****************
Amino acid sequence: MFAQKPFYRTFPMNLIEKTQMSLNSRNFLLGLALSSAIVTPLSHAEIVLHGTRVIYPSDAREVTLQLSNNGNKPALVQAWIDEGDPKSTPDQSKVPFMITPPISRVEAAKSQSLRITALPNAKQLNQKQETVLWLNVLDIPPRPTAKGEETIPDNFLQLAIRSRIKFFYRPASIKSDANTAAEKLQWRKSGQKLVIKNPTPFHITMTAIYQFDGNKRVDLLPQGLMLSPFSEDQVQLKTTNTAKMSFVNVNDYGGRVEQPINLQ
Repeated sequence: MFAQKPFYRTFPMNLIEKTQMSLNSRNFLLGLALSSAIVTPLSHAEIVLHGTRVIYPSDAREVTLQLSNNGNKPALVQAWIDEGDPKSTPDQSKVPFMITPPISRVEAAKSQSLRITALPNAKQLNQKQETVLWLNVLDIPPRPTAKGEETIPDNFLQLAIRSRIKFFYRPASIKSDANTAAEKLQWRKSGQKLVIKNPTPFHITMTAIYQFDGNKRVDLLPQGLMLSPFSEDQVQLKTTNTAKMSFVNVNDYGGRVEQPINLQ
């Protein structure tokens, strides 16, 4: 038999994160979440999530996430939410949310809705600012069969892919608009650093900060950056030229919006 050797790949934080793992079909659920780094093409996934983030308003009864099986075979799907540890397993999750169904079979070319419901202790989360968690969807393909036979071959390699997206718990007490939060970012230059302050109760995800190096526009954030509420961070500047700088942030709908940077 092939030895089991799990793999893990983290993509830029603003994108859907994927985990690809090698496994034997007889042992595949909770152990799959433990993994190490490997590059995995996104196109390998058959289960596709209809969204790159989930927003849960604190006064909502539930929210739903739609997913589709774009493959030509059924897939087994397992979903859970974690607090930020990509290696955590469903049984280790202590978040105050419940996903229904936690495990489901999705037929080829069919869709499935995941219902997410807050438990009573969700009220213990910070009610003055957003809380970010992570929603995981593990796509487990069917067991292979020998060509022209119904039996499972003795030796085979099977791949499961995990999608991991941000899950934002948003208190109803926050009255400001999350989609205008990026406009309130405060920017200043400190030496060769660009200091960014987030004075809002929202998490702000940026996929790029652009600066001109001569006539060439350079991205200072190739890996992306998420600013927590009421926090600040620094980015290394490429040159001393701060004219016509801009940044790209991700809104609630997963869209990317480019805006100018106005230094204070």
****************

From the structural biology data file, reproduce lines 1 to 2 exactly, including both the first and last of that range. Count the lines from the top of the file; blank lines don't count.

Amino acid sequence: MFAQKPFYRTFPMNLIEKTQMSLNSRNFLLGLALSSAIVTPLSHAEIVLHGTRVIYPSDAREVTLQLSNNGNKPALVQAWIDEGDPKSTPDQSKVPFMITPPISRVEAAKSQSLRITALPNAKQLNQKQETVLWLNVLDIPPRPTAKGEETIPDNFLQLAIRSRIKFFYRPASIKSDANTAAEKLQWRKSGQKLVIKNPTPFHITMTAIYQFDGNKRVDLLPQGLMLSPFSEDQVQLKTTNTAKMSFVNVNDYGGRVEQPINLQ
Repeated sequence: MFAQKPFYRTFPMNLIEKTQMSLNSRNFLLGLALSSAIVTPLSHAEIVLHGTRVIYPSDAREVTLQLSNNGNKPALVQAWIDEGDPKSTPDQSKVPFMITPPISRVEAAKSQSLRITALPNAKQLNQKQETVLWLNVLDIPPRPTAKGEETIPDNFLQLAIRSRIKFFYRPASIKSDANTAAEKLQWRKSGQKLVIKNPTPFHITMTAIYQFDGNKRVDLLPQGLMLSPFSEDQVQLKTTNTAKMSFVNVNDYGGRVEQPINLQ